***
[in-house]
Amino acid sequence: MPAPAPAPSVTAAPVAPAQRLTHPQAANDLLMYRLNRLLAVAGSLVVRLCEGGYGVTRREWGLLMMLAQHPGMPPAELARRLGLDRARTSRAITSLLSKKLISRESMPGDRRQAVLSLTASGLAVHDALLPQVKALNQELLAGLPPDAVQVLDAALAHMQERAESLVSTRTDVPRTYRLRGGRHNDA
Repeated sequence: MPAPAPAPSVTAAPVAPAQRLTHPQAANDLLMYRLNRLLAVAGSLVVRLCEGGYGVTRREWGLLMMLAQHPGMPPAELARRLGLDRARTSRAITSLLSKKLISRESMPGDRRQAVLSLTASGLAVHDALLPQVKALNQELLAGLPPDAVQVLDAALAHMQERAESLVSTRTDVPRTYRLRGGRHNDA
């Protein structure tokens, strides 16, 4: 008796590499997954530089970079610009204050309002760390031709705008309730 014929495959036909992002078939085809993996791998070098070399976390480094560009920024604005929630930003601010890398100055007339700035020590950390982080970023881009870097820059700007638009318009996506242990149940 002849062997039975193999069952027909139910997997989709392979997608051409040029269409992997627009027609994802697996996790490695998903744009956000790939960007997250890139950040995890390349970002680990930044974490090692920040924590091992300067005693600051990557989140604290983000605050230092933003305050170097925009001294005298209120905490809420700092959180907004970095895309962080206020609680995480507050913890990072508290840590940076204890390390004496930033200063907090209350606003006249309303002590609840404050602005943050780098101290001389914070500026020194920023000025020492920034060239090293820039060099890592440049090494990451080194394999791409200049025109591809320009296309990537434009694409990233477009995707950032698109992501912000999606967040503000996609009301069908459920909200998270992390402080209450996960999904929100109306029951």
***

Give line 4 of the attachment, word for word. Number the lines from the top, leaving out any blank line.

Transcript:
């Protein structure tokens, strides 16, 4: 008796590499997954530089970079610009204050309002760390031709705008309730 014929495959036909992002078939085809993996791998070098070399976390480094560009920024604005929630930003601010890398100055007339700035020590950390982080970023881009870097820059700007638009318009996506242990149940 002849062997039975193999069952027909139910997997989709392979997608051409040029269409992997627009027609994802697996996790490695998903744009956000790939960007997250890139950040995890390349970002680990930044974490090692920040924590091992300067005693600051990557989140604290983000605050230092933003305050170097925009001294005298209120905490809420700092959180907004970095895309962080206020609680995480507050913890990072508290840590940076204890390390004496930033200063907090209350606003006249309303002590609840404050602005943050780098101290001389914070500026020194920023000025020492920034060239090293820039060099890592440049090494990451080194394999791409200049025109591809320009296309990537434009694409990233477009995707950032698109992501912000999606967040503000996609009301069908459920909200998270992390402080209450996960999904929100109306029951």